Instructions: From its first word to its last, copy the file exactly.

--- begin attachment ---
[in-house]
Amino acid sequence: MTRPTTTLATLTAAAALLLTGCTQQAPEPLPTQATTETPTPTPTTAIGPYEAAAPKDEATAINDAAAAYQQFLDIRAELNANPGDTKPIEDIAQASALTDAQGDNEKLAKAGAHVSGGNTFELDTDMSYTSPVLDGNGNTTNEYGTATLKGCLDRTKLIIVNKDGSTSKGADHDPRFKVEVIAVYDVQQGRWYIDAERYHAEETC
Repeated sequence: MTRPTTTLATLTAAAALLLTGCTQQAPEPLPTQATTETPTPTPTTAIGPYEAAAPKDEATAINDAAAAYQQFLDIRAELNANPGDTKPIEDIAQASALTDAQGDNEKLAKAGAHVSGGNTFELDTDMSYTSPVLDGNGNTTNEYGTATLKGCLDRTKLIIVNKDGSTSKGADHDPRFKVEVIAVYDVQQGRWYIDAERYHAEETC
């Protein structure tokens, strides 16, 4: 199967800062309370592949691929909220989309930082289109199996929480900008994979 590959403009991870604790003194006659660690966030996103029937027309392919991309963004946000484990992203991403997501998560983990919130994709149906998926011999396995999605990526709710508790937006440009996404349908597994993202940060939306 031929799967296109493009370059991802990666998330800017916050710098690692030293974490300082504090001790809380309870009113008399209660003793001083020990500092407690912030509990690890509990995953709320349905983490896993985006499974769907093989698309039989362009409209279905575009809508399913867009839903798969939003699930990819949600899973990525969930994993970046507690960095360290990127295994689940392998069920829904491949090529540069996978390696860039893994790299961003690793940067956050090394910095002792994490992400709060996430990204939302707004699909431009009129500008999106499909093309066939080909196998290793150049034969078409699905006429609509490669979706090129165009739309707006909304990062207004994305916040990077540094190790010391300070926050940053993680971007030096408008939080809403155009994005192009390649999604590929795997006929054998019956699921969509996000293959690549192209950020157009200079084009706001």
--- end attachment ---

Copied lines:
[in-house]
Amino acid sequence: MTRPTTTLATLTAAAALLLTGCTQQAPEPLPTQATTETPTPTPTTAIGPYEAAAPKDEATAINDAAAAYQQFLDIRAELNANPGDTKPIEDIAQASALTDAQGDNEKLAKAGAHVSGGNTFELDTDMSYTSPVLDGNGNTTNEYGTATLKGCLDRTKLIIVNKDGSTSKGADHDPRFKVEVIAVYDVQQGRWYIDAERYHAEETC
Repeated sequence: MTRPTTTLATLTAAAALLLTGCTQQAPEPLPTQATTETPTPTPTTAIGPYEAAAPKDEATAINDAAAAYQQFLDIRAELNANPGDTKPIEDIAQASALTDAQGDNEKLAKAGAHVSGGNTFELDTDMSYTSPVLDGNGNTTNEYGTATLKGCLDRTKLIIVNKDGSTSKGADHDPRFKVEVIAVYDVQQGRWYIDAERYHAEETC
């Protein structure tokens, strides 16, 4: 199967800062309370592949691929909220989309930082289109199996929480900008994979 590959403009991870604790003194006659660690966030996103029937027309392919991309963004946000484990992203991403997501998560983990919130994709149906998926011999396995999605990526709710508790937006440009996404349908597994993202940060939306 031929799967296109493009370059991802990666998330800017916050710098690692030293974490300082504090001790809380309870009113008399209660003793001083020990500092407690912030509990690890509990995953709320349905983490896993985006499974769907093989698309039989362009409209279905575009809508399913867009839903798969939003699930990819949600899973990525969930994993970046507690960095360290990127295994689940392998069920829904491949090529540069996978390696860039893994790299961003690793940067956050090394910095002792994490992400709060996430990204939302707004699909431009009129500008999106499909093309066939080909196998290793150049034969078409699905006429609509490669979706090129165009739309707006909304990062207004994305916040990077540094190790010391300070926050940053993680971007030096408008939080809403155009994005192009390649999604590929795997006929054998019956699921969509996000293959690549192209950020157009200079084009706001």